Italian Comedy – Aldo, Giovanni & Giacomo Posted by Bridgette on Aug 7, 2020 in Culture, Humour
Ciao a tutti, di nuovo!
I wanted to share with you some comedy sketches in Italian that I have enjoyed, for both Italian listening practice, and because they are funny!
Aldo, Giovanni and Giacomo are an Italian trio of comedians, actors and screenwriters. They have been active since 1982 and they are some of the most widely known and successful Italian comedians. They at times utilize “slapstick humor”, which is the use of exaggerated physical activity in plays and theater. This type of humor actually began in the 16th century in Italy, known as commedia dell’arte and is derived from the word battachio, slapstick, in Italian. Essentially the battachio was used to hit actors with minimal pain involved, yet producing a loud and humorous sound.
Another key attribute of their humor is their ability to create and develop outrageous characters and stories, and they quite often successfully mimic different Italian accents for those characters. Drawing on cultural differences between the South and North of Italy, their comedy routines are quite Italian-centric, so this is definitely advanced listening practice.
*You can put on the automatic Italian generated subtitles, or the automatic English translation while watching the video – but be warned, there will be mistakes.*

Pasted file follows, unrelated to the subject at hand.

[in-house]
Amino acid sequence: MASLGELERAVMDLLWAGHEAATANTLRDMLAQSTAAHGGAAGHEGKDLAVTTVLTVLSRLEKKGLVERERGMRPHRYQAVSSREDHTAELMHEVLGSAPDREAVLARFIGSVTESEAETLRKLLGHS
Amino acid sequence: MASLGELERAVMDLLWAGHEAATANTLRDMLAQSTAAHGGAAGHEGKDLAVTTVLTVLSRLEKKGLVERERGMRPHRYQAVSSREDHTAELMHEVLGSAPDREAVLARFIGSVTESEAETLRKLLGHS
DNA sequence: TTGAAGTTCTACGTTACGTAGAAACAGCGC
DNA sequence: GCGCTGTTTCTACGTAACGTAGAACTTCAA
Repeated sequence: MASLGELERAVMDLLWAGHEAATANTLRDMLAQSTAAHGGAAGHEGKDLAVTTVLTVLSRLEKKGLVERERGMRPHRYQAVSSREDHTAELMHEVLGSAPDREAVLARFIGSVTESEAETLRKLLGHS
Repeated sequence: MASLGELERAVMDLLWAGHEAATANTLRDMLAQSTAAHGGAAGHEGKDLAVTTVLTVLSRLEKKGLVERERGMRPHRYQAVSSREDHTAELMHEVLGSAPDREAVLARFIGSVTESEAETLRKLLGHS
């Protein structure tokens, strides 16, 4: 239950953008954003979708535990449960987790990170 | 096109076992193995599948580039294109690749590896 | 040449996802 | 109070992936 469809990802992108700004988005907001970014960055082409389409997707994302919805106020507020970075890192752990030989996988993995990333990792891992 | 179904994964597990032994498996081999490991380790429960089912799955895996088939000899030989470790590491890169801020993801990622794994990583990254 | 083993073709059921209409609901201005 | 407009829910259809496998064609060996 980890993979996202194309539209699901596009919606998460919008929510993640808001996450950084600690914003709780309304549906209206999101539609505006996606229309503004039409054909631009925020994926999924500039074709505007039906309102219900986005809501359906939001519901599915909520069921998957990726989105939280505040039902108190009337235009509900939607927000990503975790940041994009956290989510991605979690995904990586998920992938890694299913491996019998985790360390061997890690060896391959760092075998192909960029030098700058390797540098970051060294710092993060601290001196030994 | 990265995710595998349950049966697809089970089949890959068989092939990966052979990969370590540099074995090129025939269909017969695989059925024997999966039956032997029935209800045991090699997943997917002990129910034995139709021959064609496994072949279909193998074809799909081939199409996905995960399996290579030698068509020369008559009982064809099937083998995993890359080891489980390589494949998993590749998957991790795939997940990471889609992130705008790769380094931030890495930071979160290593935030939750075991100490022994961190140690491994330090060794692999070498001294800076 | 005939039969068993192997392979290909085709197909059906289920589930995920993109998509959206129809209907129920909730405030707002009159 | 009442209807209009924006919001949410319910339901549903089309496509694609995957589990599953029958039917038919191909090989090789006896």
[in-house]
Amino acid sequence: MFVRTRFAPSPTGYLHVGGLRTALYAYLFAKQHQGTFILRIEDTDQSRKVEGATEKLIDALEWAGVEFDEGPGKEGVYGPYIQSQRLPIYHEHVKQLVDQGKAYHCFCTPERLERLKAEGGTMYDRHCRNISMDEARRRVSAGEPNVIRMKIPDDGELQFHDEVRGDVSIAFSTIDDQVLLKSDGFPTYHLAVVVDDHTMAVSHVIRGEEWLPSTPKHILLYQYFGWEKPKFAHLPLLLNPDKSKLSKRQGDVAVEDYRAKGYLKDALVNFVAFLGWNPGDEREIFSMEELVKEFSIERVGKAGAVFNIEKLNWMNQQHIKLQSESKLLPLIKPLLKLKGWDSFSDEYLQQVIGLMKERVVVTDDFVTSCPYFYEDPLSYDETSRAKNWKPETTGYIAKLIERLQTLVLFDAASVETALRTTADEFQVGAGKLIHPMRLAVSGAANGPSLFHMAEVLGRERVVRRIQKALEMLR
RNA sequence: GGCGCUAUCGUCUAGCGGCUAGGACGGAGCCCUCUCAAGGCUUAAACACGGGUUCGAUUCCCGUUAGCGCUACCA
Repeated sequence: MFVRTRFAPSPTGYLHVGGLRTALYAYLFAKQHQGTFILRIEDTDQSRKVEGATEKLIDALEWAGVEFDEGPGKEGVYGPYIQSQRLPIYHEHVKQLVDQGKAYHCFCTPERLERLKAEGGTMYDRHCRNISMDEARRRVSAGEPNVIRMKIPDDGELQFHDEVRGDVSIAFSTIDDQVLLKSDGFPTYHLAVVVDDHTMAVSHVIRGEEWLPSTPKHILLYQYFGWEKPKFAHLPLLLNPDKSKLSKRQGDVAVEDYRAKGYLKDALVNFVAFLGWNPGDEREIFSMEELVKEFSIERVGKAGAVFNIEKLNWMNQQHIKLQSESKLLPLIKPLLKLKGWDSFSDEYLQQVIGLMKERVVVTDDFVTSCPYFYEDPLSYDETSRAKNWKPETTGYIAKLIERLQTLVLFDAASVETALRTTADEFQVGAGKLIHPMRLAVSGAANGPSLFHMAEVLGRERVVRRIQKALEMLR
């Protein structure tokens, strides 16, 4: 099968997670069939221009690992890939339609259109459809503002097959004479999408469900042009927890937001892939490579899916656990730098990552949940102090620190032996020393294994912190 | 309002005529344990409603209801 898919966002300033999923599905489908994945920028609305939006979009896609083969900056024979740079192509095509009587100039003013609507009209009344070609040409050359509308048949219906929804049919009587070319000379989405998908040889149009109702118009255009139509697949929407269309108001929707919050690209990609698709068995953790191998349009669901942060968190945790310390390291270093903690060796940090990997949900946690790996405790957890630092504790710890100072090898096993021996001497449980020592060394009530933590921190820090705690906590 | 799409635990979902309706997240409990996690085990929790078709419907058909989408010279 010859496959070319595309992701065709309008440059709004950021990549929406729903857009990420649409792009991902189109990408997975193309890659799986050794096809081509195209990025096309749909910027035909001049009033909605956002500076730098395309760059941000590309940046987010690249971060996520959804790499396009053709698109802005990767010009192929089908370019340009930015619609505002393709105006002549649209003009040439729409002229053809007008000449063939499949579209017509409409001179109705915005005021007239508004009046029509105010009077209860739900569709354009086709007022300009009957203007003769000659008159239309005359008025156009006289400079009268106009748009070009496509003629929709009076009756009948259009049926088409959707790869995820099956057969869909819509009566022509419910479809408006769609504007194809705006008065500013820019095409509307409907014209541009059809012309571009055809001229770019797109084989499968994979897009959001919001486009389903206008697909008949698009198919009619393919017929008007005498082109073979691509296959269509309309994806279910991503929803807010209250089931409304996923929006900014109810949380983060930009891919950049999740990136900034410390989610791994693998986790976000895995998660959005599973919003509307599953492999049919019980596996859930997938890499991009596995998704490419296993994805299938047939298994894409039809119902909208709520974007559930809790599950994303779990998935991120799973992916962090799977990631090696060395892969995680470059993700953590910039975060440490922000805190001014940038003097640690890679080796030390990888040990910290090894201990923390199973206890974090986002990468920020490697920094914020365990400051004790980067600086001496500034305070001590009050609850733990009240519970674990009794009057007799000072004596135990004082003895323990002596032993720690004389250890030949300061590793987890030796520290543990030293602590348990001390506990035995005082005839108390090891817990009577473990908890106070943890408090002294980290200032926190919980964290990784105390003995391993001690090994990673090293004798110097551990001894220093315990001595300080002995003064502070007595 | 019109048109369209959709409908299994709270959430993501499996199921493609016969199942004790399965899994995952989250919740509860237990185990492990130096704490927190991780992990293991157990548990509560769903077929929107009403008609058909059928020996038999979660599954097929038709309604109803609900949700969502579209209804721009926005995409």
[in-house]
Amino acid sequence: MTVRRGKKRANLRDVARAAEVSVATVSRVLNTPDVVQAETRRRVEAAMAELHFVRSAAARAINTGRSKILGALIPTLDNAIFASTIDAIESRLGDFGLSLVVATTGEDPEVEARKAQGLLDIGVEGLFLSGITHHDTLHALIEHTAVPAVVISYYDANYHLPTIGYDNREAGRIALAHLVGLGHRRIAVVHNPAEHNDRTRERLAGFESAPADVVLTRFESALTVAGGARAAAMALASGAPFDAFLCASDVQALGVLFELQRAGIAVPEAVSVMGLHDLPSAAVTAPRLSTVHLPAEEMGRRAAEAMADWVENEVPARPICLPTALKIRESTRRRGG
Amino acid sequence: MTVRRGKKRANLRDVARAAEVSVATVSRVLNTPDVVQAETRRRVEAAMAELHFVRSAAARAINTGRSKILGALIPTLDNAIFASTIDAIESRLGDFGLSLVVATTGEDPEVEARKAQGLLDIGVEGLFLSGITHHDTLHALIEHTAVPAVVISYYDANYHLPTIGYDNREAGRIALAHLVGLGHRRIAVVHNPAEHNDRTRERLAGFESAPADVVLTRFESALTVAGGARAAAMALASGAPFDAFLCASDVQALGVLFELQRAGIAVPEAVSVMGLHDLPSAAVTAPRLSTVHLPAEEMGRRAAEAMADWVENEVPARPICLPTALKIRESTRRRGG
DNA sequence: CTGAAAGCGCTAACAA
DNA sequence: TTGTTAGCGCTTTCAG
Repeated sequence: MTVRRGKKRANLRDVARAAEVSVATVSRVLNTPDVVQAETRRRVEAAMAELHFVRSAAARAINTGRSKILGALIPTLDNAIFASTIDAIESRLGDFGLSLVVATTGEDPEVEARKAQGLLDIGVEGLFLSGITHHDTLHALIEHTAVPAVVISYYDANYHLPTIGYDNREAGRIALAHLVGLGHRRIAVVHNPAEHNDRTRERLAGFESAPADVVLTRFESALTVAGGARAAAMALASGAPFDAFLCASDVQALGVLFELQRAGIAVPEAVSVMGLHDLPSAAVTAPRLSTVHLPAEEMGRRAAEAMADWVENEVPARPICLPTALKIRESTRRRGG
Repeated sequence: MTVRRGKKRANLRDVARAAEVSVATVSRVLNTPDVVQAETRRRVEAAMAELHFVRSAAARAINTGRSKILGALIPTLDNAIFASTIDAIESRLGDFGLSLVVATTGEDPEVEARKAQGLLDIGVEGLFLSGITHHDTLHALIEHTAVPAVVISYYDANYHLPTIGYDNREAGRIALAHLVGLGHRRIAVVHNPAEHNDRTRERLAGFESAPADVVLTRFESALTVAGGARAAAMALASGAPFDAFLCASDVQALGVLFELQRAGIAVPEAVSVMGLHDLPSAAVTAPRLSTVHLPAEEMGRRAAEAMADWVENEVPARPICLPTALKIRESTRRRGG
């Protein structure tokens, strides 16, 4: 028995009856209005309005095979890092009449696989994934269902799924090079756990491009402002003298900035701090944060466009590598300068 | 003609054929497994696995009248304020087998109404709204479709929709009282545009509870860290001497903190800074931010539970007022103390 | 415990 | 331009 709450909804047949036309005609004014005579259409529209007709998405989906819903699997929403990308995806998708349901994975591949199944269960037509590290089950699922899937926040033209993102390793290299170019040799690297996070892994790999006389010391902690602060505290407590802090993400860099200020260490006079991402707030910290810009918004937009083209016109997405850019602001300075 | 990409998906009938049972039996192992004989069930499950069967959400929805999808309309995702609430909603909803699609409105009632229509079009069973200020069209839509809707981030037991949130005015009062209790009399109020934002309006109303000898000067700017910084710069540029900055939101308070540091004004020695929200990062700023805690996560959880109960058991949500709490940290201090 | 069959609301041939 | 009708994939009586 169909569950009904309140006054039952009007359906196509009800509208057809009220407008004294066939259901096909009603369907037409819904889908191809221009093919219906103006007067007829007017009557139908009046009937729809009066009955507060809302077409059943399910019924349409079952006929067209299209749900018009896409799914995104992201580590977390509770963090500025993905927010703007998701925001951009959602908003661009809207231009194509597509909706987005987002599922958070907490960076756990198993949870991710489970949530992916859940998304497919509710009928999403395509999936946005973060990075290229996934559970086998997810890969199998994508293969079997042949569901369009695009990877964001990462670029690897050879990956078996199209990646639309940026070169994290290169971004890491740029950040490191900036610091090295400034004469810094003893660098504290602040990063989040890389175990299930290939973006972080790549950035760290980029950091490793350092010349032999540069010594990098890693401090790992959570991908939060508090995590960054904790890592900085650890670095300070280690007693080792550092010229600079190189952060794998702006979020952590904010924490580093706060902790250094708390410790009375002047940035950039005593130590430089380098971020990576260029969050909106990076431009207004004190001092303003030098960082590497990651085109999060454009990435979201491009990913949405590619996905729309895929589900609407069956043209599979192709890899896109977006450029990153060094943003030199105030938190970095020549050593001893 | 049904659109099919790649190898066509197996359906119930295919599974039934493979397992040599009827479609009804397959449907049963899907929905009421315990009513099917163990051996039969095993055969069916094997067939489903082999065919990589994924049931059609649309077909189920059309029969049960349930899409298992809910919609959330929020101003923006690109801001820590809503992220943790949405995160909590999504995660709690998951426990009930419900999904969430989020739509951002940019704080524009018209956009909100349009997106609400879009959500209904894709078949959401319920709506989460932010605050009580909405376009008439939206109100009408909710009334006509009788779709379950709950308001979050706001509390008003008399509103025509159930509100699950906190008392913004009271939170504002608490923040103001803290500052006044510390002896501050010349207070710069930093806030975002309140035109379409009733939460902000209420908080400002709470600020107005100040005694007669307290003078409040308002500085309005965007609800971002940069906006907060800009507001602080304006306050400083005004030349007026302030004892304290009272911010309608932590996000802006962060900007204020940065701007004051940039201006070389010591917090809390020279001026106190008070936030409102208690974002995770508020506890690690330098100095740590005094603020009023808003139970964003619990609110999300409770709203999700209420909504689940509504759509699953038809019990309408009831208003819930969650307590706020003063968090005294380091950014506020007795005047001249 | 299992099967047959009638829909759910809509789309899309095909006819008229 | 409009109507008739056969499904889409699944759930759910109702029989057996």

Il Conte Dracula e Nico il sardo
This comedy sketch is all about Il Conte Dracula, Count Dracula, who continues to bussare nella casa di Nico il sardo, to knock at the house of Nico the Sardinian… much to his sfortuna, misfortune.
Una casetta – small house
spigoloso – grouchy
spezzare le braccine – to break the little arms
spegnere le candele – to blow out the candles
stravagante – peculiar
un salice piangente – a weeping willow
le campane – the bells
indovinare – to guess
origliato – eavesdropped
sfamare – to feed
la malattia – the disease
un cucchiaino – a teaspoon
Il Viaggio in Subaru Baracca
The next one is Il Viaggio in Subaru Baracca, the trip in a heap of a Subaru. I especially like this one because of their over-exaggerated gestures while “driving” and for the onomatopoeia.
sbrigati – hurry yourself
la portiera – car door
bestiale – amazing
il clacson – the horn
stufo – fed up
deficiente – imbecile
sfasato – confused
cretini – dimwits
piantala – drop it
imbestialire – to fly into a rage
insonorizzato – soundproof
la parabrezza – the windshield (“parabrizz”)
un troglodita – caveman
sazio – stuffed, full
una dalmata – a dalmatian
sterminare – exterminating
Che pensate dell’umorismo italiano? What do you think of Italian humor? Do you have any other Italian comedians that you like? Share them below!
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